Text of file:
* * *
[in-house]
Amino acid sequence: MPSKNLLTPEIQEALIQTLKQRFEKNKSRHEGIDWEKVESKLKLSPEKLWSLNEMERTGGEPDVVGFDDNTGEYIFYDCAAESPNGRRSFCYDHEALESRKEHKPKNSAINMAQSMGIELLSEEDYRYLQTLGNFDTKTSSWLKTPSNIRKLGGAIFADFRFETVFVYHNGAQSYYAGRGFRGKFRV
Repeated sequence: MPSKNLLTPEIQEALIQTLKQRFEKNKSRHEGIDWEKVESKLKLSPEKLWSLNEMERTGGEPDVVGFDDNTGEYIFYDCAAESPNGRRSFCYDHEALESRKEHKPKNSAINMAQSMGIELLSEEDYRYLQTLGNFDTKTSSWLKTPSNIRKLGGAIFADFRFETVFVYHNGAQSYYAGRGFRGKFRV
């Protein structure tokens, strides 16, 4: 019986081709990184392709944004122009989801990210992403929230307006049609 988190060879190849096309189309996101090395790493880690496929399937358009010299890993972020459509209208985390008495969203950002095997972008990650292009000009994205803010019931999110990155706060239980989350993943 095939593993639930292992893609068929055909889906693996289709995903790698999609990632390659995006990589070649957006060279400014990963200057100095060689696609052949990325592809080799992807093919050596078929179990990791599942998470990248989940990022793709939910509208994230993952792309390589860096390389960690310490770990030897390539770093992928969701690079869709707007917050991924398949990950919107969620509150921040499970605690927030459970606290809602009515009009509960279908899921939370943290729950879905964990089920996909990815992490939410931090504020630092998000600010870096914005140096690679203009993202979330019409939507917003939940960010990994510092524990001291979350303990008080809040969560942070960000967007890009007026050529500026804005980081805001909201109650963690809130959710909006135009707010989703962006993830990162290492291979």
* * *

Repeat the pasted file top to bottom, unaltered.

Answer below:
[in-house]
Amino acid sequence: MPSKNLLTPEIQEALIQTLKQRFEKNKSRHEGIDWEKVESKLKLSPEKLWSLNEMERTGGEPDVVGFDDNTGEYIFYDCAAESPNGRRSFCYDHEALESRKEHKPKNSAINMAQSMGIELLSEEDYRYLQTLGNFDTKTSSWLKTPSNIRKLGGAIFADFRFETVFVYHNGAQSYYAGRGFRGKFRV
Repeated sequence: MPSKNLLTPEIQEALIQTLKQRFEKNKSRHEGIDWEKVESKLKLSPEKLWSLNEMERTGGEPDVVGFDDNTGEYIFYDCAAESPNGRRSFCYDHEALESRKEHKPKNSAINMAQSMGIELLSEEDYRYLQTLGNFDTKTSSWLKTPSNIRKLGGAIFADFRFETVFVYHNGAQSYYAGRGFRGKFRV
């Protein structure tokens, strides 16, 4: 019986081709990184392709944004122009989801990210992403929230307006049609 988190060879190849096309189309996101090395790493880690496929399937358009010299890993972020459509209208985390008495969203950002095997972008990650292009000009994205803010019931999110990155706060239980989350993943 095939593993639930292992893609068929055909889906693996289709995903790698999609990632390659995006990589070649957006060279400014990963200057100095060689696609052949990325592809080799992807093919050596078929179990990791599942998470990248989940990022793709939910509208994230993952792309390589860096390389960690310490770990030897390539770093992928969701690079869709707007917050991924398949990950919107969620509150921040499970605690927030459970606290809602009515009009509960279908899921939370943290729950879905964990089920996909990815992490939410931090504020630092998000600010870096914005140096690679203009993202979330019409939507917003939940960010990994510092524990001291979350303990008080809040969560942070960000967007890009007026050529500026804005980081805001909201109650963690809130959710909006135009707010989703962006993830990162290492291979």